made me realize that we were living through a parallel computation bubble. The period in which Moore’s Law had declined also overlapped with the period in which computing came to be dominated by a handful of applications that are famously parallel — applications that have seemed overhyped even by the standards of the tech industry: VR, cryptocurrency mining, and machine learning.

Now, all of these have other reasons to be frothy: machine learning is the ideal tool for empiricism-washing, through which unfair policies are presented as “evidence-based”; cryptocurrencies are just the thing if you’re a grifty oligarch looking to launder your money; and VR is a new frontier for the moribund, hyper-concentrated entertainment industry to conquer.

“Parallelizable problems become hammers in search of nails,” Cory continued in an email:

“If your problem can be decomposed into steps that can be computed independent of one another, we’ve got JUST the thing for you — so, please, tell me about all the problems you have that fit the bill?”

This is arguably part of why we’re living through a cryptocurrency and ML bubble: even though these aren’t solving our most pressing problems, they are solving our most TRACTABLE ones. We’re looking for our keys under the readily computable lamppost, IOW.

Which leads Cory (@doctorow) to this “half-formed thought”: the bubbles in VR, machine learning and cryptocurrency are partly explained by the decline in returns to Moore’s Law, which means that parallelizable problems are cheaper/easier to solve than linear ones.

And wondering what the counterfactual would have been like: if we had found a way of extending Moore’s Law indefinitely.

As Moore’s Law runs out of steam, it’ll be back to the future

This morning’s Observer column:

In a lecture in 1997, Nathan Myhrvold, who was once Bill Gates’s chief technology officer, set out his Four Laws of Software. 1: software is like a gas – it expands to fill its container. 2: software grows until it is limited by Moore’s law. 3: software growth makes Moore’s law possible – people buy new hardware because the software requires it. And, finally, 4: software is only limited by human ambition and expectation.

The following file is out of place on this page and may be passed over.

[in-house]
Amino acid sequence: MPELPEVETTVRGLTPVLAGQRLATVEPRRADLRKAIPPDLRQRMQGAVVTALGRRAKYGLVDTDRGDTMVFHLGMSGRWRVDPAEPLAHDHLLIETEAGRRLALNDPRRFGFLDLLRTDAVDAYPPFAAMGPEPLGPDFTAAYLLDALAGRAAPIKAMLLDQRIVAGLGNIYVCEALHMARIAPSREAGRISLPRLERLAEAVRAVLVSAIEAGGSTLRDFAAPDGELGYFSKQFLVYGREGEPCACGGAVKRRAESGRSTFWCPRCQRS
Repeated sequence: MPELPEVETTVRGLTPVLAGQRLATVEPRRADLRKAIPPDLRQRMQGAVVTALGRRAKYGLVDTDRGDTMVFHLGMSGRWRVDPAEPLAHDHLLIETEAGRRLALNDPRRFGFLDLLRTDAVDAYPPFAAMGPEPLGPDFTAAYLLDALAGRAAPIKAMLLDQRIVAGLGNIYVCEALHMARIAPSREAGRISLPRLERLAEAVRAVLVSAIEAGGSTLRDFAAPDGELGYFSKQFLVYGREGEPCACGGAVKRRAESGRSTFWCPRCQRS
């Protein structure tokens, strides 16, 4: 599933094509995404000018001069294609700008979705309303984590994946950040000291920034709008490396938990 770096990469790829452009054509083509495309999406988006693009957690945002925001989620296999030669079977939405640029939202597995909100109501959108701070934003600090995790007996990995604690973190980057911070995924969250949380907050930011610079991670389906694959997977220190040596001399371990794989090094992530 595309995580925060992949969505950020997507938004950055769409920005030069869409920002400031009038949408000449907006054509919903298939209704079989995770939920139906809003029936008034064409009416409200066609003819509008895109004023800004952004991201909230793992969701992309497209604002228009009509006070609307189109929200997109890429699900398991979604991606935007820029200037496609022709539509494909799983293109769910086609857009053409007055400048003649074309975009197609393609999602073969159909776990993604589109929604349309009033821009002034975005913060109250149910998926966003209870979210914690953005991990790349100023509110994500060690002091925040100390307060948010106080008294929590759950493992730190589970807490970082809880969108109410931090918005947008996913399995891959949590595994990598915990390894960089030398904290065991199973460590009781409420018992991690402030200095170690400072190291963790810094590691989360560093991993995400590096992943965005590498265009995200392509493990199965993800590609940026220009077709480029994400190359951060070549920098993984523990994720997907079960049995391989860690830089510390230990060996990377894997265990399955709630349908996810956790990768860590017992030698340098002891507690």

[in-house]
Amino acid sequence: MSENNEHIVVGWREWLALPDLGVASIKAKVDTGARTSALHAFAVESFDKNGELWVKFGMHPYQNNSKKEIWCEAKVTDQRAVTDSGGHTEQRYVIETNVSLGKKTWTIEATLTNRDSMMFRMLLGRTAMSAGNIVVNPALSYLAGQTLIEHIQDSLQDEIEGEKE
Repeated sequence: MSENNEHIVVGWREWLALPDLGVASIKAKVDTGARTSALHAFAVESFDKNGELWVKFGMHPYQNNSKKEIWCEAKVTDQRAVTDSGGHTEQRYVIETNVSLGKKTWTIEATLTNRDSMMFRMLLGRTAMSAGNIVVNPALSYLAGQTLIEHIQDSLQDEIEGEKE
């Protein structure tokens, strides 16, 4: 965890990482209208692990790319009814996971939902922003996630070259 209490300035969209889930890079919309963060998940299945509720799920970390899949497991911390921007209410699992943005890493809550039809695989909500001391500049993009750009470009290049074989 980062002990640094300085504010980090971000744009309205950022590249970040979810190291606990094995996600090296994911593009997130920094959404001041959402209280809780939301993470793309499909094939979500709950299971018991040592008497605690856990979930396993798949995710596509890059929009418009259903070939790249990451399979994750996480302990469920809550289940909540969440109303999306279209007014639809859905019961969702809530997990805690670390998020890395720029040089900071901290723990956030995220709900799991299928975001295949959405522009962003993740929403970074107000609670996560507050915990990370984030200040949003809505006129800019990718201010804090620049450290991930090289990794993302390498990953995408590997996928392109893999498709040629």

As Moore’s law reaches the end of its dominion, Myhrvold’s laws suggest that we basically have only two options. Either we moderate our ambitions or we go back to writing leaner, more efficient code. In other words, back to the future.

Read on

Raspberry Pi: a great British success story

This morning’s Observer column:

I bought my Pi from the Raspberry Pi store in Cambridge. Across the street (and one floor below) is the Apple store where I had earlier gone to buy a new keyboard for one of my Macs. The cost: £99. So for £15 more, I had a desktop computer perfectly adequate for most of the things I need to do for my work.

The Pi is one of the (few) great British technology success stories of the last decade: sales recently passed the 30m mark. But if you got your news from mainstream media you’d never know…

Read on

Podcasting: will it succumb to the Wu cycle?

This morning’s Observer column: